What to Look For
Trying to load and transport a boat without the proper vehicle can be a nightmare. Not only do you put your boat at risk, but you could also damage your vehicle and put those around you at risk. The same goes for hauling heavy equipment and machinery on a trailer. If you want to purchase a good towing vehicle, there are some things you need to look for:
- Towing capacity. This is an obvious one, but make sure you take it into account. Every vehicle is rated to tow a maximum weight limit and you don't want to exceed that number under any circumstances. This number is different than the gross vehicle weight rating and may be referred to in a vehicle's manual as the gross trailer weight rating.
- Wheelbase. The wheelbase is the measurement from the front axle to rear axle of the vehicle. The longer the wheelbase, the less likely that the weight of the trailer/boat will push down on the rear axle and lift the front end. A longer wheelbase also has the added effect of providing more control over the rig. As a general rule of thumb, the first 110 inches of wheelbase allow for a 20-foot trailer. For each additional four inches of wheelbase length, you get one foot more in trailer length.
- Curb weight. The curb weight of a vehicle is the weight when fully fueled and not carrying any passengers. Generally speaking, you want the curb weight of the vehicle to be more than the size of the load, but some newer vehicles are engineered in ways that mean this rule no longer applies across the board.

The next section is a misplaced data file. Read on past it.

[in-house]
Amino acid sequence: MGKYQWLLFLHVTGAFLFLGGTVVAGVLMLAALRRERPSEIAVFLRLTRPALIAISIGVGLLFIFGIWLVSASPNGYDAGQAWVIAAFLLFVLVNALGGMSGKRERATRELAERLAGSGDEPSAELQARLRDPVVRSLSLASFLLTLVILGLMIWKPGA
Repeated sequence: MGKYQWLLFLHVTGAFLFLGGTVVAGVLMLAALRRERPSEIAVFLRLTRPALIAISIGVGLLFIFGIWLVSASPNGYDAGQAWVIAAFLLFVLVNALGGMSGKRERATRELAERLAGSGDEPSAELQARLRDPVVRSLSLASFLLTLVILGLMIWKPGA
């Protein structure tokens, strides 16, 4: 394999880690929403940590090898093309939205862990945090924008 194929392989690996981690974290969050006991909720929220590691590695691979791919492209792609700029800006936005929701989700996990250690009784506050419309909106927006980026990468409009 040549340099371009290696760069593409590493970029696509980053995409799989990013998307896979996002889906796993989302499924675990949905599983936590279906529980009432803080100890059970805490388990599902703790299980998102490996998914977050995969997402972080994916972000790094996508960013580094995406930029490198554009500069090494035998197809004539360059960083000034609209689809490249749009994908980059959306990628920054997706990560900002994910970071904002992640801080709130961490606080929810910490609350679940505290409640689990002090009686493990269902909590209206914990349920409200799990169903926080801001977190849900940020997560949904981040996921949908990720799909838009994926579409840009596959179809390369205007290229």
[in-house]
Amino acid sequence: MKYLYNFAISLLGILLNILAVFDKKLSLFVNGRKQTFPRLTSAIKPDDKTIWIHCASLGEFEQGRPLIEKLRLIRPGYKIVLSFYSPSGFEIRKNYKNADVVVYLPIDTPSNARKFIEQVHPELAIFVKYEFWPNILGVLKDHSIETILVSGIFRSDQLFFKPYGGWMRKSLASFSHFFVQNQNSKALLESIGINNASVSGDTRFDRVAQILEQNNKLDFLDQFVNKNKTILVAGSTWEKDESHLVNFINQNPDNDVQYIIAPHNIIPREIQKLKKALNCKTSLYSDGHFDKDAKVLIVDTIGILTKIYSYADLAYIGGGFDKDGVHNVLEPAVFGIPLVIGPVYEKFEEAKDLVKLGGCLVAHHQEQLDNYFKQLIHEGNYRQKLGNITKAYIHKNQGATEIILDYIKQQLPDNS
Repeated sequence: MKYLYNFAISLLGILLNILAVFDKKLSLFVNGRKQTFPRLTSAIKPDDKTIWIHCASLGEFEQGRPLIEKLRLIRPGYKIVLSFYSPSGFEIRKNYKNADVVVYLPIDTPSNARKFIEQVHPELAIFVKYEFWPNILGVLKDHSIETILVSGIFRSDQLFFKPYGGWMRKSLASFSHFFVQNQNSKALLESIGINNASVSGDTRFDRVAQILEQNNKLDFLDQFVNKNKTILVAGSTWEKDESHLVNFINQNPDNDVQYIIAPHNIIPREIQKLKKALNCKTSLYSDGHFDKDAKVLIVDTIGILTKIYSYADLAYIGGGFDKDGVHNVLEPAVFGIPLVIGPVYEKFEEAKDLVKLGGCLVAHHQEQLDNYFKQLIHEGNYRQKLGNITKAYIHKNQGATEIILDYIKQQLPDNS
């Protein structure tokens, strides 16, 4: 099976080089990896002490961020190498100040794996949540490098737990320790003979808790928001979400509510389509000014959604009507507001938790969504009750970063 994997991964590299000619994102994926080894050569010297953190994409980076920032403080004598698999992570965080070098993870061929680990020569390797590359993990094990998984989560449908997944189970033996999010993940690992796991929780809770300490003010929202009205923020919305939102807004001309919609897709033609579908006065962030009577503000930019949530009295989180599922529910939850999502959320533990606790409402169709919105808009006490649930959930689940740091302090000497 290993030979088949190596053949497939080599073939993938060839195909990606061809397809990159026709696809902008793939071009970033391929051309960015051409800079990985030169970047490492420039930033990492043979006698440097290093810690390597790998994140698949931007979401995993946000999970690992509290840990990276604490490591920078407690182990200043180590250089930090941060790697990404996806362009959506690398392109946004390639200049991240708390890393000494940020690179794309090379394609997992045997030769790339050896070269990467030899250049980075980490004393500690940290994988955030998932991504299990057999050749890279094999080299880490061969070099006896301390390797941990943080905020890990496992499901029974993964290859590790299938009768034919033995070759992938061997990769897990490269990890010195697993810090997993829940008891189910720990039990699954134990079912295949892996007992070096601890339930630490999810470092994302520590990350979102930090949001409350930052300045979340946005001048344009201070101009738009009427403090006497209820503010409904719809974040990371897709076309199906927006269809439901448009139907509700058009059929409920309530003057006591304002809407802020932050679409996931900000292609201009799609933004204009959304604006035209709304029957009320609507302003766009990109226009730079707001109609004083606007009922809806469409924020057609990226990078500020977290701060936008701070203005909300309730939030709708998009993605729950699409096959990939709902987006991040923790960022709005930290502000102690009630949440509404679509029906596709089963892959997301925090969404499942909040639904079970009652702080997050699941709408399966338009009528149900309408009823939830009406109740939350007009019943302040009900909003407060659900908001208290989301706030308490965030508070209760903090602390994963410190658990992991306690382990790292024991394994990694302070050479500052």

- Axle system. Road surfaces have a limited strength and your vehicle must stay within certain limits in order to satisfy legal standards. The bigger the tire contact surface, the more the weight is spread out across the road. If you plan on hauling really heavy loads, you may need a dually axle – which contains two tires on either side of the axle – to improve performance and meet road safety standards.
- Drive system. Pay attention to the drive system of any vehicle you're considering. If you'll be towing boats or equipment off-road, such as on a worksite or gravel road, four-wheel or all-wheel drive is a must. These systems also provide superior performance in wet conditions. But if you primarily plan to stay on dry road surfaces, two-wheel drive is just fine.
3 Towing Vehicles (That Aren't Trucks)
Everyone knows that trucks make for great towing vehicles – and you can always compare the different options – but what if you don't want a truck? Here are some of the top SUVs and alternatives:
- Chevrolet Tahoe. While the Silverado may be Chevy's king of towing, the Tahoe is also pretty powerful. Starting with the redesign in 2007, full-size Tahoes are considered one of the strongest non-truck vehicles on the road.
- Jeep Cherokee. The Jeep Cherokee is powerful, yet refined. It makes for a great "run around town" vehicle and can be used to tow a load on the weekend.
- GMC Yukon XL. The GMC Yukon XL is totally underrated as far as towing goes. New models can haul anywhere between 6,000 and 8,100 pounds. Not bad, eh?
Make Towing a Breeze
Towing a boat or trailer can be a pain in the rear if you don't have a vehicle that's suited for the job. On the other hand, it can be easy breezy if you've got a vehicle that's designed for hauling heavy loads. Most of today's popular truck models will do the job, as will the SUVs mentioned in this article.